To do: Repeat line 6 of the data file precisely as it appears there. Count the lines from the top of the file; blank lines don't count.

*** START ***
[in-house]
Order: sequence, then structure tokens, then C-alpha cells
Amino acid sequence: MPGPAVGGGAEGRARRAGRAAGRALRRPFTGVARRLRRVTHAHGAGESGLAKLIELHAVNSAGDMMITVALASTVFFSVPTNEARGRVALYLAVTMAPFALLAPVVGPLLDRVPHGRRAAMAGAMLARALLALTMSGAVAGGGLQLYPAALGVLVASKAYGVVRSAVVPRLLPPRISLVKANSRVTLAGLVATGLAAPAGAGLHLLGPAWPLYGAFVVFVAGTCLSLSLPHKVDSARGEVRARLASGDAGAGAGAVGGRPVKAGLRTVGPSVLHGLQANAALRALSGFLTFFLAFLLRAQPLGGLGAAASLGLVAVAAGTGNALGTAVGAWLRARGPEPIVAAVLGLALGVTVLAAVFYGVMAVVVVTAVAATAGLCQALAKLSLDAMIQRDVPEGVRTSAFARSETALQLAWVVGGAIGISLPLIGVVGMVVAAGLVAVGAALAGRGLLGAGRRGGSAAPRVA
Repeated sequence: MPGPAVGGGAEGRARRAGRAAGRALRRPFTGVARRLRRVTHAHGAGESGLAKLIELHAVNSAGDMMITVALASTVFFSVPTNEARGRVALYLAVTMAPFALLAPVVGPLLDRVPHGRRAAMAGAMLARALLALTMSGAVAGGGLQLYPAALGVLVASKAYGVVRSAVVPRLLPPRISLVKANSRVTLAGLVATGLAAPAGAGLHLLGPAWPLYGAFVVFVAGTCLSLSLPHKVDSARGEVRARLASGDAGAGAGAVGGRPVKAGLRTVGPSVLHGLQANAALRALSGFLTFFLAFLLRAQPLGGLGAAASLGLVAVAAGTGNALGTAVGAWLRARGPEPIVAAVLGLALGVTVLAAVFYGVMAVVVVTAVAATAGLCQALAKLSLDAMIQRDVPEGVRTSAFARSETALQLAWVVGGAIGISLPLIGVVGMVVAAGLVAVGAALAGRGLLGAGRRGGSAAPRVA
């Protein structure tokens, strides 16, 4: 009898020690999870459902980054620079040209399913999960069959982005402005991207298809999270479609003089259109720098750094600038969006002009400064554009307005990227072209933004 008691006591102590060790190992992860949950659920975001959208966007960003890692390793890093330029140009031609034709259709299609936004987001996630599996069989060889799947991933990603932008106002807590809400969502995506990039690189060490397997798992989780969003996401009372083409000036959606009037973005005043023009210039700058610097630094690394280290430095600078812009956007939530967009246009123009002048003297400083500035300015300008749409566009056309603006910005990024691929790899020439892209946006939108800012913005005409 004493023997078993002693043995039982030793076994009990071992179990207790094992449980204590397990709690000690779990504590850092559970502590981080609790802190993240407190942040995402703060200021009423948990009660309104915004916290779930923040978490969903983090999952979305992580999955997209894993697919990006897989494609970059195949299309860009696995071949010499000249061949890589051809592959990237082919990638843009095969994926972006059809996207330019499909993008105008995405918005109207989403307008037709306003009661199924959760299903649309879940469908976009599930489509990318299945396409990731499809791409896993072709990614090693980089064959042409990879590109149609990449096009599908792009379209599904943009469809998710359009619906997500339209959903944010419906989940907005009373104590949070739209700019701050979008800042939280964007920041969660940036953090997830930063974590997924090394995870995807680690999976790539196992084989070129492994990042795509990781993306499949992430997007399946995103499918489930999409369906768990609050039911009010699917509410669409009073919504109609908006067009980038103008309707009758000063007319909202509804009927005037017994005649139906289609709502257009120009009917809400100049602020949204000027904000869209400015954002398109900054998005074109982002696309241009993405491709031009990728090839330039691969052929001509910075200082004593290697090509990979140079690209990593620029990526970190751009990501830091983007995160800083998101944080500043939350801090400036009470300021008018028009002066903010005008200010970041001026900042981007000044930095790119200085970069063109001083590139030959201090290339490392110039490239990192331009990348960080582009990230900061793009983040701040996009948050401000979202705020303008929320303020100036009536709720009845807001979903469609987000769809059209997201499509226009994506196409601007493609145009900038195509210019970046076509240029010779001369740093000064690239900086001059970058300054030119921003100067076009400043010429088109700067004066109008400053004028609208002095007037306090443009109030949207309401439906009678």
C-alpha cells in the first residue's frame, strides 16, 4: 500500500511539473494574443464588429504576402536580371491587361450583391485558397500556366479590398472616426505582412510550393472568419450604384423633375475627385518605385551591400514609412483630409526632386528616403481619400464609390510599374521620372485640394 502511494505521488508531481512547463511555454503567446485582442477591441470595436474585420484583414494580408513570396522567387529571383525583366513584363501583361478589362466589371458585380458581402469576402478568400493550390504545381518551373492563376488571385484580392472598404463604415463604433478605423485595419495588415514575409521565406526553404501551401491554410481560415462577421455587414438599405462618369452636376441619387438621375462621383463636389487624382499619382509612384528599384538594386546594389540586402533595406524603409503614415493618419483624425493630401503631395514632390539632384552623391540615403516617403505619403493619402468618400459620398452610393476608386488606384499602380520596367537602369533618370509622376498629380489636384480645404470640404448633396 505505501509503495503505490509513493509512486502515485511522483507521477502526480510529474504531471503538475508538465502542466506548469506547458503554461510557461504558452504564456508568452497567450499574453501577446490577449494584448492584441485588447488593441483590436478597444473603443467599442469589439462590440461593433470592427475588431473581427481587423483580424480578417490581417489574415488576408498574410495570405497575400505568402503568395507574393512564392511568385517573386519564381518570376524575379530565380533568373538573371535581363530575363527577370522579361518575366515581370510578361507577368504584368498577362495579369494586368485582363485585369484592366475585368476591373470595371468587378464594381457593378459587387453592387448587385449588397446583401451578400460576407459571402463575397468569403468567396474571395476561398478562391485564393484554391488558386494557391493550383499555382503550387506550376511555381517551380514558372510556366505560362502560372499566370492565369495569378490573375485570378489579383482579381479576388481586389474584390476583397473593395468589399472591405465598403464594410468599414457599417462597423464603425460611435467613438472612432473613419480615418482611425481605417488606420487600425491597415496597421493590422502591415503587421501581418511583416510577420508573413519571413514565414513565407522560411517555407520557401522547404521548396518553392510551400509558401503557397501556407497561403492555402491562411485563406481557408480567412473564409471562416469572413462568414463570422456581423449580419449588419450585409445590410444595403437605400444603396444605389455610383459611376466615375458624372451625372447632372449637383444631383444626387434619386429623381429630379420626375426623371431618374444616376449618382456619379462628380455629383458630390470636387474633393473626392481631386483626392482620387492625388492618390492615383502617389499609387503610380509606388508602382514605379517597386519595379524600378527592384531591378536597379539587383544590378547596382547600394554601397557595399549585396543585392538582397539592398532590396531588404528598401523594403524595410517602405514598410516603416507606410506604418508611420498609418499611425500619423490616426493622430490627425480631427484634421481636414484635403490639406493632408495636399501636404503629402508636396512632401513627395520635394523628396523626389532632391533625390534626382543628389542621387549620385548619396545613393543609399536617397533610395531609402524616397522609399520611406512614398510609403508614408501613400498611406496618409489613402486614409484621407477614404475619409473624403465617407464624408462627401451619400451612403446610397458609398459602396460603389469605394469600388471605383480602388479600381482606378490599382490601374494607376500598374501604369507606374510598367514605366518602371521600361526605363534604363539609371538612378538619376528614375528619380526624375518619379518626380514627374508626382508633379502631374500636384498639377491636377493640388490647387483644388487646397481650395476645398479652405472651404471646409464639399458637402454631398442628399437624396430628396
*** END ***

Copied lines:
C-alpha cells in the first residue's frame, strides 16, 4: 500500500511539473494574443464588429504576402536580371491587361450583391485558397500556366479590398472616426505582412510550393472568419450604384423633375475627385518605385551591400514609412483630409526632386528616403481619400464609390510599374521620372485640394 502511494505521488508531481512547463511555454503567446485582442477591441470595436474585420484583414494580408513570396522567387529571383525583366513584363501583361478589362466589371458585380458581402469576402478568400493550390504545381518551373492563376488571385484580392472598404463604415463604433478605423485595419495588415514575409521565406526553404501551401491554410481560415462577421455587414438599405462618369452636376441619387438621375462621383463636389487624382499619382509612384528599384538594386546594389540586402533595406524603409503614415493618419483624425493630401503631395514632390539632384552623391540615403516617403505619403493619402468618400459620398452610393476608386488606384499602380520596367537602369533618370509622376498629380489636384480645404470640404448633396 505505501509503495503505490509513493509512486502515485511522483507521477502526480510529474504531471503538475508538465502542466506548469506547458503554461510557461504558452504564456508568452497567450499574453501577446490577449494584448492584441485588447488593441483590436478597444473603443467599442469589439462590440461593433470592427475588431473581427481587423483580424480578417490581417489574415488576408498574410495570405497575400505568402503568395507574393512564392511568385517573386519564381518570376524575379530565380533568373538573371535581363530575363527577370522579361518575366515581370510578361507577368504584368498577362495579369494586368485582363485585369484592366475585368476591373470595371468587378464594381457593378459587387453592387448587385449588397446583401451578400460576407459571402463575397468569403468567396474571395476561398478562391485564393484554391488558386494557391493550383499555382503550387506550376511555381517551380514558372510556366505560362502560372499566370492565369495569378490573375485570378489579383482579381479576388481586389474584390476583397473593395468589399472591405465598403464594410468599414457599417462597423464603425460611435467613438472612432473613419480615418482611425481605417488606420487600425491597415496597421493590422502591415503587421501581418511583416510577420508573413519571413514565414513565407522560411517555407520557401522547404521548396518553392510551400509558401503557397501556407497561403492555402491562411485563406481557408480567412473564409471562416469572413462568414463570422456581423449580419449588419450585409445590410444595403437605400444603396444605389455610383459611376466615375458624372451625372447632372449637383444631383444626387434619386429623381429630379420626375426623371431618374444616376449618382456619379462628380455629383458630390470636387474633393473626392481631386483626392482620387492625388492618390492615383502617389499609387503610380509606388508602382514605379517597386519595379524600378527592384531591378536597379539587383544590378547596382547600394554601397557595399549585396543585392538582397539592398532590396531588404528598401523594403524595410517602405514598410516603416507606410506604418508611420498609418499611425500619423490616426493622430490627425480631427484634421481636414484635403490639406493632408495636399501636404503629402508636396512632401513627395520635394523628396523626389532632391533625390534626382543628389542621387549620385548619396545613393543609399536617397533610395531609402524616397522609399520611406512614398510609403508614408501613400498611406496618409489613402486614409484621407477614404475619409473624403465617407464624408462627401451619400451612403446610397458609398459602396460603389469605394469600388471605383480602388479600381482606378490599382490601374494607376500598374501604369507606374510598367514605366518602371521600361526605363534604363539609371538612378538619376528614375528619380526624375518619379518626380514627374508626382508633379502631374500636384498639377491636377493640388490647387483644388487646397481650395476645398479652405472651404471646409464639399458637402454631398442628399437624396430628396